Remember The Children Of Kisumo
Backtracking, that day. That day in July—the story begins here— It happened on this day, a queer, sultry day in October, the hottest day since 1963. Before nine in the morning, the Lake Victoria freshness that somehow seeped in overnight evaporated like the dashed hopes of a fisherman with poor catch. The baked streets wavered in the sun, the mabati roofs of houses sizzled and the shirtless men in them and their women wearing nothing but lesos tucked under their sweaty arms, and their snotty-nosed children clicked their tongues, and the dry, cadaverous dust blew into people’s eyes and down people’s throats. Even the crops in the fields and the ditches beside the pot-holed municipal roads looked parched and poorly. It was the worst year and we were sad. We were not sad because nyamami and mamba fishing canoes had done yak shaving in the lake this month, as was the cry of the fishmongers. And nobody’s cotton farm had yielded poor harvest, so the big profits of spinning stuff in the Kicomi Factory were still there, and there was so much cotton in their warehouses at Bandani gathering dust.
People of Kisumu were sad. This year had gone unabashed. It was a very bad year, bad. It was bad a year made bad by words and things of men of politics. We were not sad because sirkal, the government, was punishing us because of Oginga, that one we were now used to the way a fisherman is used to the buttocks of his fellow fisherman. Ja nam ong’iyo gi olund wadgi, we Luos say.
People read newspapers and listened to the radio, and the fusty, fish-smelling market women of Pandpieri, with odheru and adita on their heads and babes on their backs, talked, beating mbaka and asking questions as they walked to Nyalenda, Manyata and Kibuye, and asked, what is it that makes the people of Kisumo so sad? Look what can happen in this country, they said. Thu! Rateng ging’ielo gi sude! A gentlemen in his three-piece suit is just be killed like a dog! They were talking about the loss we’d suffered. The worst thing in the world happened just three months ago. They shot our Tom Mboya in Nairobi. In the street. In the street! They shot him. Who was Tom Mboya? A hero. An enigma. A great man. Real. More important that the men who killed him. That was the loss that made us so mad. So mad my father wanted to walk to Nairobi and pick up one of those mousy-looking little zombies and kick his soul to smithereens. It felt like yesterday; our hearts were still heavy and we were in fits of depredation that, well, to tell the truth, was beginning to depress us.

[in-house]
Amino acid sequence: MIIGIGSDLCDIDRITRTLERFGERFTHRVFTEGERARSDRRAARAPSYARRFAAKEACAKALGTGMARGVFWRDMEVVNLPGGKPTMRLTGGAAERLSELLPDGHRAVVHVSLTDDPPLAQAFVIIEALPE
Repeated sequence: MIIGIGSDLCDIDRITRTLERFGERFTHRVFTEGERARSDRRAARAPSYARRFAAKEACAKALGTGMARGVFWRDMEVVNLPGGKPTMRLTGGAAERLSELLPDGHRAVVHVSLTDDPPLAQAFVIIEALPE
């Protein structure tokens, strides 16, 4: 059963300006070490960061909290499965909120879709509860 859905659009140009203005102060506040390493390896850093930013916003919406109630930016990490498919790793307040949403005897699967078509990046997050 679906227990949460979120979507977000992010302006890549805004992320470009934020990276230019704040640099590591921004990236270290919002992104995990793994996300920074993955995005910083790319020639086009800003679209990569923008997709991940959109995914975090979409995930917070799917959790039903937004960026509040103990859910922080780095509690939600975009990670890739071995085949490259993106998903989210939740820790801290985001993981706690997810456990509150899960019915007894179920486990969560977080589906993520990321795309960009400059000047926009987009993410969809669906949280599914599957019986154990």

We couldn’t wait to step into 1970 and forget. But we were not sad because of Mbuya, we were mad for another reason. Kenyatta was coming to Kisumu today. October, 25th. Magak, Lumumba, Oliech and Otieno Kachweya. My name Rabala Ochogo son of Abade, a fish a long way from water, standing by the buckboard, with his long tough looking
fingers, leathery seeming, his flesh was. A boy of the sun and the lake, I am full of myself. I am a Kisumu kid.
On this day I was watching men and women in katera shirts and shot dresses, men wearing akala sandles, their othith hats shading and shadowing them from no sun at all, the habit of wearing their best on the President’s day to open Russia, and finery from the Indian stores, the ones who could save for months to afford, as if good cloths was all that was keeping them from being swallowed up by the dust all around them, ready to crush them, to rush into this little scallop of civilization and turn it into a fondly remembered dream of dust one more time.
We were up in Kibuye this Saturday morning, glooming to each other badmouthing teachers in public and sassing the politicians. Magak was cynical about authority in any form. I had a knee-jerk fear of Kenyatta based on Senior Chief Ogwang’s tendency to send his “youths” to clobber people. I saw some notorius Chief Ogwang men in the crowd and remembered what my father had said. Some suit-wearing Okuyu old man with the crown and guns (his term) will come to Kisumu to weasele a bright working man like Oginga out of the love and support from his people. He would try and mess things up in Russia. Somehow or other he had
put the shadows in us and is in the process of taking the sun, wan
glowing red of some memory of sommerset, of Kisumuans into himself.
“Something bad’s going to happen.” I said. My voice broke a bit. I was more than worried. I was scared.
“How did your father know?” Oliech asked me like he would ask, “Is the moon is going to be a full one tonight?”
I glared at Oliech and it occured to me how much I hated these kids from Nyalenda. But Oliech, last name of Obong’o, and a watery boy of Nyalenda, son of Okech the fisherman, was no fool. I thought the first time I saw him, his face seeming a bit pruny, as did his fingers, as though he really came from the lake, the brine of which I thought I could detect in his presence, as though he were the waves off a shoreline town of soft pastel hues, from which, out in the distance, there was the sound of lonely, the sound I always imagined the lake making.
“My father is a politics man. He works for with the great Oginga. He has shaken Oginga’s hand. We have a framed photo on the wall of our sitting room with them shaking hands.”
“The only hand your father has shaken is that of your pregnant dog,” Magak leered. “Or the greasy hand of Mad Omin Onang’o.”